Sun. Dec. 12, 2010
Last week I saw a picture of shepherd's pie in a Williams Sonoma catalog, and I ultimately began craving a hot plateful of this comfort food classic. This traditional English or Irish meat and potatoes pie is quite popular here in New England, and as far as I can tell it is a well used go to meal in Newfoundland kitchens. With both Newfoundland's and New England's connection to Ireland and England, this should of course come as no surprise.
I don't know why but for whatever reason, I have rarely had shepherd's pie. I guess it just wasn't something we had much. While I always see it on the menus of restaurants and pubs, I always end up ordering something else. After seeing that picture last week though, I knew I had been missing out. Before tying my hand at making this old world dish, a little research was in order. My elementary understanding of shepherd's pie was that it consisted of well-seasoned ground beef mixed with onions, carrots, peas, and other vegetables, topped with mashed potatoes, and sometimes with or without cheese. In actual fact though, by definition, shepherd's pie contains lamb, and its beefy cousin is referred to as cottage pie. Whatever. The dish likely originated not by using fresh ground meat (beef or lamb), but instead by using leftover cooked meat. Since I was using beef and not lamb, I decided to give the historical character of the dish some homage by using slow cooked chuck roast, which I braised with vegetables and shredded Â which in essence mimicked the leftover meat element (only much better I think since I gave it a lot of TLC).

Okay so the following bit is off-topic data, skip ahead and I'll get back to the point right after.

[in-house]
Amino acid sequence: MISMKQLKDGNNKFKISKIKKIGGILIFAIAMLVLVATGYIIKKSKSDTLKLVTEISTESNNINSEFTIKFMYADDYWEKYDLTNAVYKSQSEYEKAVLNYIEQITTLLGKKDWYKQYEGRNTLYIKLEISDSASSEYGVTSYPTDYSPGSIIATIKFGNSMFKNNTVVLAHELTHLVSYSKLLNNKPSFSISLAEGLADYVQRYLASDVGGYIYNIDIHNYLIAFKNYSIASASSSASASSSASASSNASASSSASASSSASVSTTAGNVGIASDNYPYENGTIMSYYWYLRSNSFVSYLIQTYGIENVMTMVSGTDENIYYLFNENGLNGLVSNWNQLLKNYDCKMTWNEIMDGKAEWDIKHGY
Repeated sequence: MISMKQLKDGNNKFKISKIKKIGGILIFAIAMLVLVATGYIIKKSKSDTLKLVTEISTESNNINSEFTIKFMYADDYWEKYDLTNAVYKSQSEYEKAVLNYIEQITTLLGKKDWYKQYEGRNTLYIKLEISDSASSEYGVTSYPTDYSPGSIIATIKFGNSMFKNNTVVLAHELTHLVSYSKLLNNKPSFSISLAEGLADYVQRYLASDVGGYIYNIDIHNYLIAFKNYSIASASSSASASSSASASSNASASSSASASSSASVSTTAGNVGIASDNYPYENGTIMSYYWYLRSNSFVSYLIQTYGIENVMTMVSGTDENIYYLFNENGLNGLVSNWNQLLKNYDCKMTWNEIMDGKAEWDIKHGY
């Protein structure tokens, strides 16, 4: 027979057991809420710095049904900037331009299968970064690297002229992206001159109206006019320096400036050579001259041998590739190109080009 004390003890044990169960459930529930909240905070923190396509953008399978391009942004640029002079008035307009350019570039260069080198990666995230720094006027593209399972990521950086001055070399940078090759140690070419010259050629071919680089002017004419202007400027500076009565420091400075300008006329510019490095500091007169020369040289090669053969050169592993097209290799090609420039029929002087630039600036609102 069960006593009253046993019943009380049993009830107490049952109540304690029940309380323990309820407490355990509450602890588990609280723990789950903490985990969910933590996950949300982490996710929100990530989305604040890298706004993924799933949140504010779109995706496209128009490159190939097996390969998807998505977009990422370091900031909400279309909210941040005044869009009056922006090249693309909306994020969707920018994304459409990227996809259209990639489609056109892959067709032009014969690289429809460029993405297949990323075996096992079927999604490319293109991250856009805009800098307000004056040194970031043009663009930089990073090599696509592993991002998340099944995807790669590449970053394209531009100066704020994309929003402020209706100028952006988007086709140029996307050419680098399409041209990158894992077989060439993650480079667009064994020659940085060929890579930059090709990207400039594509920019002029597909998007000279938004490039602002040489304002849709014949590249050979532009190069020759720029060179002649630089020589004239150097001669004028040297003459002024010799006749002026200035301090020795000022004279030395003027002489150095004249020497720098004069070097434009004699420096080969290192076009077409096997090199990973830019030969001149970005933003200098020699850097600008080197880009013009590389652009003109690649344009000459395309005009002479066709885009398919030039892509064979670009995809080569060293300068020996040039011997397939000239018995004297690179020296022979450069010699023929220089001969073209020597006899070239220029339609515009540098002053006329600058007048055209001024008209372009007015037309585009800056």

Once I had the meat figured out, I needed to determine how I would pick the other ingredients. To the meat mixture I chose to add pearl onions (mini onions you can find in the frozen vegetable section of your grocer), carrots, peas (the classic New England variation uses corn) and garlic, with additions of beef stock, Worcestershire sauce, red wine, a little tomato flavour and herbs. The potato layer consisted of mashed potatoes. I kept it fairly simple, but made them light, creamy and flavorful by adding a little butter, milk, garlic, some Parmesan cheese and salt and pepper. Lastly, the question of whether or not to add cheese on the top, was not even a question at all. Keeping with the English theme, I chose cheddar, and an orange sharp aged cheddar at that.
The batch I made was enough to make two medium sized casseroles, and might just fit in your largest lasagna dish. As you can see in the pictures, I used two smaller pans, but this recipe would also work great if divided into individual gratin dishes...pub-style. You can also freeze either the beef and vegetable mixture, or freeze a fully assembled pie and thaw and cook when you're ready. I have to say, this was one of the tastiest and most satisfying dishes I have had in a while. It was so good in fact I had it for supper, lunch and supper again over two days, second helpings not included. Here's how I did it.
Â 3 lb chuck roast (or use ground beef and saute with veggies instead of slow roasting)
Â 3 large carrots, diced
Â 1 lb pearl onions (or two large yellow onions, diced)